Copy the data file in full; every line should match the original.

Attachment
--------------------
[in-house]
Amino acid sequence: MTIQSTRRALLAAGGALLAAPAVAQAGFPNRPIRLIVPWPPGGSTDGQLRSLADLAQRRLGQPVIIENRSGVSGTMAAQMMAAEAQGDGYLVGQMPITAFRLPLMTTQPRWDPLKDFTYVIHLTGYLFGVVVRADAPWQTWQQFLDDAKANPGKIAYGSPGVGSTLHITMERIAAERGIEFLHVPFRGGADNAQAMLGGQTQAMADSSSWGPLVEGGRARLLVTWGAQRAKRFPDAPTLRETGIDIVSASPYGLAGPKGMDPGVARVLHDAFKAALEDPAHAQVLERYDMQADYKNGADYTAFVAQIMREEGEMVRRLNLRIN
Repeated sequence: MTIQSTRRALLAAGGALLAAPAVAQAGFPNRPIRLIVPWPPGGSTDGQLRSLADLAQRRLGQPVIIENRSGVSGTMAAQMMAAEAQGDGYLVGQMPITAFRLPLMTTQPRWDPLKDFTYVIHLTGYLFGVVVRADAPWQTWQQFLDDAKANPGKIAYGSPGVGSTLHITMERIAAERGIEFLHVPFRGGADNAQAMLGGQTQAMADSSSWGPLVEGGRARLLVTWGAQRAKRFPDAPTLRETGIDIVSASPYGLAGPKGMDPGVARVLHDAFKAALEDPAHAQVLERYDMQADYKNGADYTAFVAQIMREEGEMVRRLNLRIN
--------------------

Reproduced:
[in-house]
Amino acid sequence: MTIQSTRRALLAAGGALLAAPAVAQAGFPNRPIRLIVPWPPGGSTDGQLRSLADLAQRRLGQPVIIENRSGVSGTMAAQMMAAEAQGDGYLVGQMPITAFRLPLMTTQPRWDPLKDFTYVIHLTGYLFGVVVRADAPWQTWQQFLDDAKANPGKIAYGSPGVGSTLHITMERIAAERGIEFLHVPFRGGADNAQAMLGGQTQAMADSSSWGPLVEGGRARLLVTWGAQRAKRFPDAPTLRETGIDIVSASPYGLAGPKGMDPGVARVLHDAFKAALEDPAHAQVLERYDMQADYKNGADYTAFVAQIMREEGEMVRRLNLRIN
Repeated sequence: MTIQSTRRALLAAGGALLAAPAVAQAGFPNRPIRLIVPWPPGGSTDGQLRSLADLAQRRLGQPVIIENRSGVSGTMAAQMMAAEAQGDGYLVGQMPITAFRLPLMTTQPRWDPLKDFTYVIHLTGYLFGVVVRADAPWQTWQQFLDDAKANPGKIAYGSPGVGSTLHITMERIAAERGIEFLHVPFRGGADNAQAMLGGQTQAMADSSSWGPLVEGGRARLLVTWGAQRAKRFPDAPTLRETGIDIVSASPYGLAGPKGMDPGVARVLHDAFKAALEDPAHAQVLERYDMQADYKNGADYTAFVAQIMREEGEMVRRLNLRIN